There have been plenty of articles recently like this one at Ars Technica describing the attempts by US Internet service providers to double-dip in their billing (charging both the consumer and the high-traffic websites they frequent). The reactions are usually outrage at being taken advantage of or defense of the principle that businesses can charge whatever and whoever they want for services... And in some way, both are right -- but I think that a simple analogy can illustrate how these ISPs are treading on some dangerous ground ethically, if not (yet) legally:
For most people in the US, Internet service is like living on an island with just two bridges to the mainland. Usually, one of them is a whole lot more convenient than the other (it gets you to usual destinations a lot faster, etc.) -- so, while there is a choice, it is a very limited and unequal choice. Through some quirk of billing, these bridges charge a flat monthly fee for a pre-agreed numbers over them in a pre-agreed vehicle size. So far, so good.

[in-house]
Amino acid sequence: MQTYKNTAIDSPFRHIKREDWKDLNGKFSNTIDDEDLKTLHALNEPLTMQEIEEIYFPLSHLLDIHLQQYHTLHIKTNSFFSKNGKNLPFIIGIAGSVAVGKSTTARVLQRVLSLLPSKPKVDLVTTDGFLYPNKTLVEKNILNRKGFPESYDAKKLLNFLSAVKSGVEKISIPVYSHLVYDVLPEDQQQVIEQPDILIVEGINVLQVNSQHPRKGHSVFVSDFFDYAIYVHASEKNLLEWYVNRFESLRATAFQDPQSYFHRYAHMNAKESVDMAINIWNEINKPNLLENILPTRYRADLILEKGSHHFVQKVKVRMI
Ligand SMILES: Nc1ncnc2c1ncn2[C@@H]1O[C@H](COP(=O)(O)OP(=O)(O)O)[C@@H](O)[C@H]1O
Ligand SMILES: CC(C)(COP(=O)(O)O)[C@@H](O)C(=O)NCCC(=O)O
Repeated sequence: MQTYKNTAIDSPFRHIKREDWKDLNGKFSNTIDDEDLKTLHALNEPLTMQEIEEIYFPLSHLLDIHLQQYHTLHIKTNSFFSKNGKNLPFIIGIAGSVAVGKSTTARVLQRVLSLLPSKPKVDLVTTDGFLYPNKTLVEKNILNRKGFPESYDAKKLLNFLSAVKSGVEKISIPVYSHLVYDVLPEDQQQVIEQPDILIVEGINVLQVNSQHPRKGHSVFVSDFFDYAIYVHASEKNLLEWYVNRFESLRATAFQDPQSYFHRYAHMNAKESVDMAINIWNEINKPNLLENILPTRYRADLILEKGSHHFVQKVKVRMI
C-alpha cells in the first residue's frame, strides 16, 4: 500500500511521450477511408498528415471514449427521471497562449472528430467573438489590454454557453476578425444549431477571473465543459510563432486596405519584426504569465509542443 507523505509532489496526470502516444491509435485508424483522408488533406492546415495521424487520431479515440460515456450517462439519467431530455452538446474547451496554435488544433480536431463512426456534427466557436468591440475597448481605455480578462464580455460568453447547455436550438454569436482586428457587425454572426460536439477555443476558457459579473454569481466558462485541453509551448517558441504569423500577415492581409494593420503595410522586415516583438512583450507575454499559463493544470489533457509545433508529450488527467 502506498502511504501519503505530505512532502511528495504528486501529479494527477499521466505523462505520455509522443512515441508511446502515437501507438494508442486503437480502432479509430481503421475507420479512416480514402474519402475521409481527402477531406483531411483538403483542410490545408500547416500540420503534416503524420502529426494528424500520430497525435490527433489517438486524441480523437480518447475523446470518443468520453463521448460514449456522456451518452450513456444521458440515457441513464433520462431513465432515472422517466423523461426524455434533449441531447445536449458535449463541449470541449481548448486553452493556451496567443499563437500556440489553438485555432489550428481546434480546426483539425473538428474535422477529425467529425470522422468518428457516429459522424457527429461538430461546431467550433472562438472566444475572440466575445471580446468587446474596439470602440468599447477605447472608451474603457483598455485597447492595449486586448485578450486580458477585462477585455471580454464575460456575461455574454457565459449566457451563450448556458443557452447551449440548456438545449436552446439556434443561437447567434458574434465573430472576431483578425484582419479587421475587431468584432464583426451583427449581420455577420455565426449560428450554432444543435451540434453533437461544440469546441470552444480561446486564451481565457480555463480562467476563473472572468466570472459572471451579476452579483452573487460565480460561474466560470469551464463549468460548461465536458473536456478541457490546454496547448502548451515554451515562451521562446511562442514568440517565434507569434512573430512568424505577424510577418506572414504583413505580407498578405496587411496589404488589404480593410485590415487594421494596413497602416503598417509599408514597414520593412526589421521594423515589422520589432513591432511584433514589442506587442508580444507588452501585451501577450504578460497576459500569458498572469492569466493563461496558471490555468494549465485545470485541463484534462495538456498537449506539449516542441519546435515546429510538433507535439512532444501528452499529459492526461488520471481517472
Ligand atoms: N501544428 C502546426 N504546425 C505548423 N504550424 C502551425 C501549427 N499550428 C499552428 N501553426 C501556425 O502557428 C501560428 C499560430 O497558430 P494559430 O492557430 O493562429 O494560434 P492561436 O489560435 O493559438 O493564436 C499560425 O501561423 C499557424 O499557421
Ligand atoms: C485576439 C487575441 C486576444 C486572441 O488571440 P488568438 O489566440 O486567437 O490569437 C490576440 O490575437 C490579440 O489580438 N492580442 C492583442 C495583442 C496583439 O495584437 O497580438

Where it gets interesting is when the owners of the most convenient, widest fastest bridge decide that, to supplement their income, they will charge a fee to the stores on the mainland that the bridge customers, visit and only make it easy for vehicles to reach those that do... Even more interesting, the bridge owners actually own some of these stores. For the most part, nobody notices anything, but some people are starting to question why the bridge ends in a two-lane road unless they are going to barbecue-r-us, the rinkydinkville general store or the godawfulplex movie theater, say. They can't help but wonder why the small fortune they pay to drive their Suburban across the bridge doesn't allow them to get Chinese for dinner, shop at Target or watch the movies at the good theater?
Can you really expect the bridge owners to keep their doorsteps pitchfork-free, even if the town sheriff can't think of a reason why it would be his problem?